- Is the child restraint installed at the correct angle? It is recommended that rear facing child restraints are installed at a 45 degree angle to the ground.
- Does your child have reflux or any other conditions, which may cause them discomfort? Consult with your GP to ensure that your child doesn’t have any underlying medical conditions.
- Have you tried using a mirror so your child can see you? Around 5-6 months of age your baby will begin to realize that they are not part of you, which may cause some separation anxiety. A securely attached mirror that is angled so baby can see you, is a great way to overcome this problem. This is also a great way to interact with your older rear facing toddler. Ensure that the mirror you select is designed specifically for this purpose and is able to securely attach to the car headrest or similar.
- Toys are also a great way to combat the problem of a screaming child. It is possible that they may be screaming out of boredom, or simply because they want to be able to move around and explore. Ensure that any toys you select are made of soft or lightweight materials.
My child is getting really big, and it is difficult to get them in and out of their rear facing car seat as the top tether gets in the way.
The best way to solve this problem, is to loosen off the top tether when getting the child in and out of the car. Just make sure you remember to tighten the tether again (only remove the slack, don’t over tighten) every single time you drive.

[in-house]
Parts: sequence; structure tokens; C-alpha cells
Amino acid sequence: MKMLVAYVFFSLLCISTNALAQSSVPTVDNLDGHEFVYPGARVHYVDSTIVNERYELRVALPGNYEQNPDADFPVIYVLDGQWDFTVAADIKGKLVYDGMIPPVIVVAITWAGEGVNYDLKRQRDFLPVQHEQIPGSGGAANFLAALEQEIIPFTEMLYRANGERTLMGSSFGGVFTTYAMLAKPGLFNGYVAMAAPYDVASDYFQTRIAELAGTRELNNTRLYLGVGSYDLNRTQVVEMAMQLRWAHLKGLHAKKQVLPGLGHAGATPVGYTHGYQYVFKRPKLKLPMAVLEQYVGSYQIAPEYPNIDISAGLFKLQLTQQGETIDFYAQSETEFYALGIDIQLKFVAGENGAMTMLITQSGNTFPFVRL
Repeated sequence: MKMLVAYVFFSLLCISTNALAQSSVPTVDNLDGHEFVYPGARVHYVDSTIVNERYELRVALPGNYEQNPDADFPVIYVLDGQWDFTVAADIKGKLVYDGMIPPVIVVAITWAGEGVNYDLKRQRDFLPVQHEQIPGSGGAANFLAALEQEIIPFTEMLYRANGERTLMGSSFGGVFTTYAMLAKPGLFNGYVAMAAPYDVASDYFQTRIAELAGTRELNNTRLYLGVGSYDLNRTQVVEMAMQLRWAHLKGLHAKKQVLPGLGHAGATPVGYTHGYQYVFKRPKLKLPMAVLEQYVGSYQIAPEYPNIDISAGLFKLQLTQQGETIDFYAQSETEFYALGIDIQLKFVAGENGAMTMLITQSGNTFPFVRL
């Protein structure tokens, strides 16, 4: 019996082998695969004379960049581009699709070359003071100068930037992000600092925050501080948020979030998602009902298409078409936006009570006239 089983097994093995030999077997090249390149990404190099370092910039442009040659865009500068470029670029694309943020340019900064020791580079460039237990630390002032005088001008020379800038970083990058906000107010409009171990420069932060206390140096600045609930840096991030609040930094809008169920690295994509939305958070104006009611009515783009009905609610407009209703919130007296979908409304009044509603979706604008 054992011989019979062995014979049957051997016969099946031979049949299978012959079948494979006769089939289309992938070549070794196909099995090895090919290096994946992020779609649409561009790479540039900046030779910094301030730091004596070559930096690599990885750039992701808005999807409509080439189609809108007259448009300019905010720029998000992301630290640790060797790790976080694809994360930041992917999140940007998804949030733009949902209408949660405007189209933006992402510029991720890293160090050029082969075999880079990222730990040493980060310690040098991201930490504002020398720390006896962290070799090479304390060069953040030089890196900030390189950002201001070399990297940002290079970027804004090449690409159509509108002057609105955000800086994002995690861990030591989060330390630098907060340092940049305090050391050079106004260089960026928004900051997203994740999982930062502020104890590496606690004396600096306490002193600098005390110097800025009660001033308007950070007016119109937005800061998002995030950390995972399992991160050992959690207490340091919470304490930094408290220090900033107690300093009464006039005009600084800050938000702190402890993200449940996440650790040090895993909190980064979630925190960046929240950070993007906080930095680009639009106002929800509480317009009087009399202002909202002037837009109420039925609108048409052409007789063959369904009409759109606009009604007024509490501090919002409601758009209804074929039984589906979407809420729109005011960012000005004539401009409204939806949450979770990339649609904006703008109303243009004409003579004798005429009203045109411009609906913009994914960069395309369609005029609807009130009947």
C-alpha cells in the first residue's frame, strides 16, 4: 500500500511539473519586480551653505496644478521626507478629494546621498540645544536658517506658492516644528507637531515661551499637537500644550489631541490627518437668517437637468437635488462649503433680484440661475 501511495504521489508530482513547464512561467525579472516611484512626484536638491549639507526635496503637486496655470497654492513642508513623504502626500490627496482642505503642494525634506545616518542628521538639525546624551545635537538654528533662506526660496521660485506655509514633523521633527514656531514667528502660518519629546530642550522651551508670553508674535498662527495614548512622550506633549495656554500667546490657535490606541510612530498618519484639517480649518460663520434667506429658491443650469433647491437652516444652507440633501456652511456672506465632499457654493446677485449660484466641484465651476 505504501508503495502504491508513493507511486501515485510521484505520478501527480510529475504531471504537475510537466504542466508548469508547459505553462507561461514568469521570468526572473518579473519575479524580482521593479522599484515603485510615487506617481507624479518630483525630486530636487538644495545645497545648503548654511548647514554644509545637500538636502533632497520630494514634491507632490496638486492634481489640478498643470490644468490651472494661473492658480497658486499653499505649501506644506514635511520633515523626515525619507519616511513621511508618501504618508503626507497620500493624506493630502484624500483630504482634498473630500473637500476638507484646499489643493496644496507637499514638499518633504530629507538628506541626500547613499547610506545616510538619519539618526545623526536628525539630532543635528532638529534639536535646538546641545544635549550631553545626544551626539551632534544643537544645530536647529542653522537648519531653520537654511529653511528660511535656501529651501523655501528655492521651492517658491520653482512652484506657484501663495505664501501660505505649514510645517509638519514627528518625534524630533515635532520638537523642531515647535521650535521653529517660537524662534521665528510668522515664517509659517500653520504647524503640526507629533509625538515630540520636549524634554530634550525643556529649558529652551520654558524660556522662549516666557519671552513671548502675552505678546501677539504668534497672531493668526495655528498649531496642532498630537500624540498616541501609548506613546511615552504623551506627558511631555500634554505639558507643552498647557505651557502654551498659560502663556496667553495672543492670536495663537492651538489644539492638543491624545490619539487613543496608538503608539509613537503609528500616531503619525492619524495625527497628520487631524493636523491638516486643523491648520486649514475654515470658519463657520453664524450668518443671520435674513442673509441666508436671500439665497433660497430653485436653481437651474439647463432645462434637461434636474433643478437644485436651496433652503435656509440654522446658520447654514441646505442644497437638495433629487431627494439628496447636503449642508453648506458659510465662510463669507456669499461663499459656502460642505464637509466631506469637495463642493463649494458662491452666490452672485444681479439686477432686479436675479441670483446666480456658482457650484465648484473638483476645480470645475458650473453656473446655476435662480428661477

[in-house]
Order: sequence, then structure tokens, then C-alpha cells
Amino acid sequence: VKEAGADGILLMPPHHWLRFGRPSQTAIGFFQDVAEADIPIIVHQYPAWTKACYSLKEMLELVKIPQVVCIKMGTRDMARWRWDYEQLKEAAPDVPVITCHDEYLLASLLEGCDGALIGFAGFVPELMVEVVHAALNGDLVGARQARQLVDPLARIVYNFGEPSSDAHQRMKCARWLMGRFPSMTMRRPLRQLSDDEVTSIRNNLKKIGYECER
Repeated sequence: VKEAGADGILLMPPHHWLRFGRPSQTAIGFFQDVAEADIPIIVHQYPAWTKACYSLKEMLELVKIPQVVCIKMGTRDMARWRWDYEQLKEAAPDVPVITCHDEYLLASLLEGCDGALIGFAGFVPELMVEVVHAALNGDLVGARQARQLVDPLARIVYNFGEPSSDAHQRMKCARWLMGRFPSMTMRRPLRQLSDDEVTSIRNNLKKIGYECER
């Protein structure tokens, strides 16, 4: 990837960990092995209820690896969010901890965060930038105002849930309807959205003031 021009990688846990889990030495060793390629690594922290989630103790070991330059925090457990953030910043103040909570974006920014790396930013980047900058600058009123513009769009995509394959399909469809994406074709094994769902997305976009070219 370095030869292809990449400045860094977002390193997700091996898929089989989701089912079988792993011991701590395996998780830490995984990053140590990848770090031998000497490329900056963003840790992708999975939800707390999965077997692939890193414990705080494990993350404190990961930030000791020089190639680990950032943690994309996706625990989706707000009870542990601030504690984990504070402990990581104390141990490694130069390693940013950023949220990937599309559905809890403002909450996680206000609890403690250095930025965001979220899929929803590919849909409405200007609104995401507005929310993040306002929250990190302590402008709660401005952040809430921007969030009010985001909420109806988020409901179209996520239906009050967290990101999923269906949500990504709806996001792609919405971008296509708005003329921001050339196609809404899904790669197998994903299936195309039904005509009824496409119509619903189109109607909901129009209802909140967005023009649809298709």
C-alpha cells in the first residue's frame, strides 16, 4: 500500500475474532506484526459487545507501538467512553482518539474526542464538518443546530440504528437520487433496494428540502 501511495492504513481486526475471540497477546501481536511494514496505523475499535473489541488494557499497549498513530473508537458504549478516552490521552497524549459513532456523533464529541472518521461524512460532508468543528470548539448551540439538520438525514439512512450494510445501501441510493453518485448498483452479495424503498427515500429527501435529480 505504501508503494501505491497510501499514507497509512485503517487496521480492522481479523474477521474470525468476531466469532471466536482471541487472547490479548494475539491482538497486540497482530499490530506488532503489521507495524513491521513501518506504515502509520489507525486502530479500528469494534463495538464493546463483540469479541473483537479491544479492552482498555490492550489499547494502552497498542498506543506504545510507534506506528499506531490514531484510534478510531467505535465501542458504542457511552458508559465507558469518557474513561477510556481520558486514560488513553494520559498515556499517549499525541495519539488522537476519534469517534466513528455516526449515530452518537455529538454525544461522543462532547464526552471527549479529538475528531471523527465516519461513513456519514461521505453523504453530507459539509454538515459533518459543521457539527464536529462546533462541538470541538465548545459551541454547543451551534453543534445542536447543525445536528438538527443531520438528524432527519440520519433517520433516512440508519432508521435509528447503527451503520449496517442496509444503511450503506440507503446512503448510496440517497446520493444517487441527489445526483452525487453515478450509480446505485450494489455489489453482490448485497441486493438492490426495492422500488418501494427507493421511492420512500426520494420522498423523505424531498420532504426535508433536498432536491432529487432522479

My child is constantly screaming everytime we go near their car seat. Surely that means they want to forward face?
Around the same time that your child realises that they're able to move around, they often begin to dislike being restrained in any way. This often includes sitting in the high chair or pram. They may be bored and want to move around. Of course, this isn't a suitable options whilst travelling in the car, so it is worth trying to entertain bub with some toys (no hard plastic), soft books, a mirror, songs, and anything else you can think of. Just remember "this too shall pass". They have likely hit a developmental milestone, and they don't know that there is any other way to travel in the car.
If your child is screaming in the car, ensure that their child car seat is correctly adjusted. Is it at the correct angle, excess padding removed hoods etc. removed? Are the shoulder straps coming from at or above the shoulders, with no twists? If your car seat has an inbuilt headrest, is it positioned above their shoulders? If baby is in a capsule, have they outgrown it in width? Many babies are much happier once they've been moved to a rearward facing convertible car seat, with additional padding removed.
Don't forget the car can be hot for a rearward facing baby. Point the air conditioning vents to the roof to allow adequate airflow to the back. Removing or folding back capsule hoods is a good idea to promote airflow as well. It may also be worth investing in tinted windows or a window sun shade to keep the car cooler, and reduce the amount of sun shining in your baby's eyes.
Not sure which car seat your child needs? See this post outlining the legal minimums vs best practice recommendations.
The information above has been provided by Child Safety Solutions in accordance with a best practise approach to child restraint safety. Images are inserted for information purposes and do not constitute endorsement of products featured within any image, or any associated company, product or service.